Family in emotional appeal to save stroke unit


THE family of a local man who suffered a severe stroke just three months ago have praised the “fantastic” staff for the “outstanding” care provided at Enniskillen’s under threat Stroke Ward.
Wayne Hardman, a sports journalist and commentator who is originally from Toronto in Canada but now lives at Oakfield near Letterbreen, showed signs of disorientation and confusion one Friday evening back in June.
His wife Louise explained: “We were watching a DVD and all of a sudden Wayne went very quiet for about half an hour before he had the stroke. He then became very confused and his speech was incomprehensible.
“All he wanted to do was go up to bed and sleep. His eyes just looked so different so I knew it was something neurological and rang 999 who advised me to keep him awake.
“Wayne’s stroke happened in the late evening but less than a ‘golden hour’ later he was under the exceptional care of Professor Jim Kelly and his team at the South West Acute Hospital. How fortunate we were that the team of doctors and that vital time window of treatment had stayed open for us.”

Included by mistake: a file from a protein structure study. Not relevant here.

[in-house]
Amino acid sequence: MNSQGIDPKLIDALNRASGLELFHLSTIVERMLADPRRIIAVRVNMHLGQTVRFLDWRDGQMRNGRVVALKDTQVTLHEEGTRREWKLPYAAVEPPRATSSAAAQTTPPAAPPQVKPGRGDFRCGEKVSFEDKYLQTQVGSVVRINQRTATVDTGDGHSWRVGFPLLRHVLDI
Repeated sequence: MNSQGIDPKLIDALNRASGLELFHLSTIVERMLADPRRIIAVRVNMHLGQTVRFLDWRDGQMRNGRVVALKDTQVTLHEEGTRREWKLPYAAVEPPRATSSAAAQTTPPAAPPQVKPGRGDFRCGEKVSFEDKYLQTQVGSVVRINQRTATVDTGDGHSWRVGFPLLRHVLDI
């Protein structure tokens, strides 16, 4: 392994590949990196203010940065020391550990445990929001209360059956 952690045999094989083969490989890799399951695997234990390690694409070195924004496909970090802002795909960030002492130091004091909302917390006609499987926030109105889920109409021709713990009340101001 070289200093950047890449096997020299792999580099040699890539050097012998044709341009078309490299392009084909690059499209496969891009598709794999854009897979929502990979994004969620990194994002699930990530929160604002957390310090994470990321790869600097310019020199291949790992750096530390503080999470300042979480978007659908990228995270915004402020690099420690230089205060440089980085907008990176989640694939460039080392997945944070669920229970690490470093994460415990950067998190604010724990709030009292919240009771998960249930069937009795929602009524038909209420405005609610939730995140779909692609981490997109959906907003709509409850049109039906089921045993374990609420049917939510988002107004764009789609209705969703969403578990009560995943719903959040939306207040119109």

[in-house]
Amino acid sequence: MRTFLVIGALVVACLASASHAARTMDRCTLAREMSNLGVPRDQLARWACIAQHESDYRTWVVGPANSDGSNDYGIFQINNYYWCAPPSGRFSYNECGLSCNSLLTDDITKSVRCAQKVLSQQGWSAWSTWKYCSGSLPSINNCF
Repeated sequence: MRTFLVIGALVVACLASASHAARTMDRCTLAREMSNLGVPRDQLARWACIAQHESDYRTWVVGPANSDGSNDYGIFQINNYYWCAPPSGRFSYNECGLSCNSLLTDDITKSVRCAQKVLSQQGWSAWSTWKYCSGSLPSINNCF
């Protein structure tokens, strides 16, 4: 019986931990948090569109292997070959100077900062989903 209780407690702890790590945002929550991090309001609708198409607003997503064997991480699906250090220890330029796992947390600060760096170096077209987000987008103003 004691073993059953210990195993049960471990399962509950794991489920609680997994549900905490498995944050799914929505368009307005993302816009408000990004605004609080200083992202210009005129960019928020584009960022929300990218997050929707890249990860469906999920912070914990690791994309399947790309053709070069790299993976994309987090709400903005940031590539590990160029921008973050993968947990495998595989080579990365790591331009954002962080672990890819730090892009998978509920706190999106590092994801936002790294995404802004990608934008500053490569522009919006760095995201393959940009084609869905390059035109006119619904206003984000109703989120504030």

After six weeks of care, humour and perseverance by staff and Wayne (75) alike, he came home.
While life for the couple has changed irrevocably, Louse says that due to huge support from the ‘re-ablement team’ of Carers, Speech Therapists, Occupational Therapists, Physiotherapists, District Nurses and Social Workers, Wayne is “bound and determined” to keep going and regain his independence.
Daughter Fleur, who lives in Devon, has been flying back and forth to support her parents in the recovery process.
“It has been quite a journey but every time I come home and see Dad making further progress, I know that it’s thanks to the amazing staff at SWAH,” she said.
After her experience, Louise and Wayne have joined the newly formed SSOS (Save our Stroke Services) action group and are urging the community to pull together to keep the stroke unit open.
“It’s unbelievable to think the stroke services at our hospital are currently at risk. We must ensure that patients have equal opportunity for survival and wholeheartedly support these dedicated professionals,” Louise added.

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